They’re able to communicate with each other from miles away, her at the TV station, him wherever the story is. She can get him in and out of buildings by giving him codes, allows him to travel to different floors on elevators, and can raise traffic barrier arms in parking garages. Or could, if Bryce hadn’t been counter hacking her work. Oh, yeah, cause there’s a bunch of hacking going down throughout the whole thing.
Then there’s blipverts, ads condensed and fed into a viewers brain at an accelerated speed. These ads have a nasty habit of causing spontaneous combustion in certain viewers. They remind me of those YouTube ads that you can skip after 5 seconds, or banner ads on any website. It’s just chillin’ next to that article you’re trying to read (maybe even this one).
And the technology of giving a digital creation a full on personality and artificial intelligence is still out of out reach. But has gotten a hell of a lot closer since 1985. Max seems to be able to think, learn, joke, philosophize, and most certainly speak. Siri can do 3 of those 5.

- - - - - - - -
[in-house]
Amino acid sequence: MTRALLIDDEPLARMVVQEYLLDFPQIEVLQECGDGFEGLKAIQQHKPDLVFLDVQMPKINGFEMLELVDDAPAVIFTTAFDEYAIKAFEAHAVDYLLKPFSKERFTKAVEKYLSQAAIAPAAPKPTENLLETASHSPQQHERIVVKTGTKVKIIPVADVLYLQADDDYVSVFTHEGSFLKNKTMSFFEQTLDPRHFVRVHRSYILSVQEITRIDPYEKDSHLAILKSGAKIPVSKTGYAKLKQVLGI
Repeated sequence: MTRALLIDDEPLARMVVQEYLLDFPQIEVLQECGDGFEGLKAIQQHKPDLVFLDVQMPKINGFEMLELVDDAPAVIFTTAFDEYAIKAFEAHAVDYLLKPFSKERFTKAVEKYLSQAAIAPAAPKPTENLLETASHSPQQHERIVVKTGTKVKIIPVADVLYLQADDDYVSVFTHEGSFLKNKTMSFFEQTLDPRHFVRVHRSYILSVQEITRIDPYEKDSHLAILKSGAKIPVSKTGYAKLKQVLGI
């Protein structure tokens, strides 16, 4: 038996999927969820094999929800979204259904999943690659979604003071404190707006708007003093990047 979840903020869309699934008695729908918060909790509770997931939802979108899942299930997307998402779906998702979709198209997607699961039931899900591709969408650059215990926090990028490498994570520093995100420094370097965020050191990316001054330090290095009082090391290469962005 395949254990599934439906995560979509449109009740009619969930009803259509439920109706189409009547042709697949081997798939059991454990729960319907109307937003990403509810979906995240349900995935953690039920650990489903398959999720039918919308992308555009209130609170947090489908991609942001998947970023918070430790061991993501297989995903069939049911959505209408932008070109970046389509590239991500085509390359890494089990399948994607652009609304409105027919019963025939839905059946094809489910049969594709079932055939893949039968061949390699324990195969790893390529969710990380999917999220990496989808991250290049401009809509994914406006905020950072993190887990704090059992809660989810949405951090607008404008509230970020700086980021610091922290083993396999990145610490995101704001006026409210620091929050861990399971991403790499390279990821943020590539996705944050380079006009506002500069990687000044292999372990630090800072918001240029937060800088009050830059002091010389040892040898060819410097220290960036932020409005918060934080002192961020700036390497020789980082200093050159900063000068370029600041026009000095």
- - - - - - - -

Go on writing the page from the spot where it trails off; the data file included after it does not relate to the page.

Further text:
Avatars weren’t a thing yet either. And Max Headroom wasn’t created digitally. They had to put prosthetic and latex on the actor (Matt Frewer), plus a fiberglass suit and contacts, and then just film him. Because they didn’t have the computer technology to do it any other way. But they didn’t want anyone to know that was the actor, and they did a damn good job. The production team may as well have time traveled to make an avatar so similar to ones we’ve all seen.
Then again, for all this modern tech, Edison is still running around with a bulky 80’s camera that’s half as tall as him and twice as heavy.